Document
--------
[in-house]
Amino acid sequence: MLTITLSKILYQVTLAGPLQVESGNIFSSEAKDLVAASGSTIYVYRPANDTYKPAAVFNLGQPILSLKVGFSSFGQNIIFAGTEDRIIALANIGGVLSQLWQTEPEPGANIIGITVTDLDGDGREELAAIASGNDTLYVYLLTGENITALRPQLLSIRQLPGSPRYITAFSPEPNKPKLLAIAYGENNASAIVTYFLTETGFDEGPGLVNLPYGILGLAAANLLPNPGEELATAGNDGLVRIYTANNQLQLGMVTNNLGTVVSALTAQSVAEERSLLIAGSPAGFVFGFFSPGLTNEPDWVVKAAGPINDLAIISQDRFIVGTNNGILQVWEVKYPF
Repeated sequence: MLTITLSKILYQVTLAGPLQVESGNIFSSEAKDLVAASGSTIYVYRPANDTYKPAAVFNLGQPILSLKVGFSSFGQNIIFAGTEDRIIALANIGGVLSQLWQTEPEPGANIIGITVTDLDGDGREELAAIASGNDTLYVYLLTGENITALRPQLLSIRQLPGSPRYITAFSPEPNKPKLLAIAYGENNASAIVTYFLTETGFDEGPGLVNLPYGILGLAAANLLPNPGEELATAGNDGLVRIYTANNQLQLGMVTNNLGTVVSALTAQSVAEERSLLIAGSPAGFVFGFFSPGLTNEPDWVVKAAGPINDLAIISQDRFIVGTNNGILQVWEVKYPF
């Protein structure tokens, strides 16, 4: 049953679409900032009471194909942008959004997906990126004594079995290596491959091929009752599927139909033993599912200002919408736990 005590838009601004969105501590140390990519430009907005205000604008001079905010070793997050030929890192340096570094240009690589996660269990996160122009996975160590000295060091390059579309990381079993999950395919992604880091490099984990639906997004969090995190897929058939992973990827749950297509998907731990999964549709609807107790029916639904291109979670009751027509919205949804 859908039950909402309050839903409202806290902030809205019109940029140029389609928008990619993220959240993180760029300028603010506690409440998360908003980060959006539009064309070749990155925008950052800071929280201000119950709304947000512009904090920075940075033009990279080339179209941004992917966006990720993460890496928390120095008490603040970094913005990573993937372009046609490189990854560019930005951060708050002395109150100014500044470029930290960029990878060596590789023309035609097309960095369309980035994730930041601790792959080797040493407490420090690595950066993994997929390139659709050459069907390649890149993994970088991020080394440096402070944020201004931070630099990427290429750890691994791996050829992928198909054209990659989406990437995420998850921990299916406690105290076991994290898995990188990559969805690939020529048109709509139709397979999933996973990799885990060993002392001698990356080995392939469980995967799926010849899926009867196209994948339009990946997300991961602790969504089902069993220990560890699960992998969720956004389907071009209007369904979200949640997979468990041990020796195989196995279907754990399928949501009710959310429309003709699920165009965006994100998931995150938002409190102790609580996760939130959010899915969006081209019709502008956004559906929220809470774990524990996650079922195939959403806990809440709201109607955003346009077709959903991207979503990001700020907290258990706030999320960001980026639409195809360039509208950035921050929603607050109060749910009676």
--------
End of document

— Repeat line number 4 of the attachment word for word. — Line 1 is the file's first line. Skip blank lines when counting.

């Protein structure tokens, strides 16, 4: 049953679409900032009471194909942008959004997906990126004594079995290596491959091929009752599927139909033993599912200002919408736990 005590838009601004969105501590140390990519430009907005205000604008001079905010070793997050030929890192340096570094240009690589996660269990996160122009996975160590000295060091390059579309990381079993999950395919992604880091490099984990639906997004969090995190897929058939992973990827749950297509998907731990999964549709609807107790029916639904291109979670009751027509919205949804 859908039950909402309050839903409202806290902030809205019109940029140029389609928008990619993220959240993180760029300028603010506690409440998360908003980060959006539009064309070749990155925008950052800071929280201000119950709304947000512009904090920075940075033009990279080339179209941004992917966006990720993460890496928390120095008490603040970094913005990573993937372009046609490189990854560019930005951060708050002395109150100014500044470029930290960029990878060596590789023309035609097309960095369309980035994730930041601790792959080797040493407490420090690595950066993994997929390139659709050459069907390649890149993994970088991020080394440096402070944020201004931070630099990427290429750890691994791996050829992928198909054209990659989406990437995420998850921990299916406690105290076991994290898995990188990559969805690939020529048109709509139709397979999933996973990799885990060993002392001698990356080995392939469980995967799926010849899926009867196209994948339009990946997300991961602790969504089902069993220990560890699960992998969720956004389907071009209007369904979200949640997979468990041990020796195989196995279907754990399928949501009710959310429309003709699920165009965006994100998931995150938002409190102790609580996760939130959010899915969006081209019709502008956004559906929220809470774990524990996650079922195939959403806990809440709201109607955003346009077709959903991207979503990001700020907290258990706030999320960001980026639409195809360039509208950035921050929603607050109060749910009676």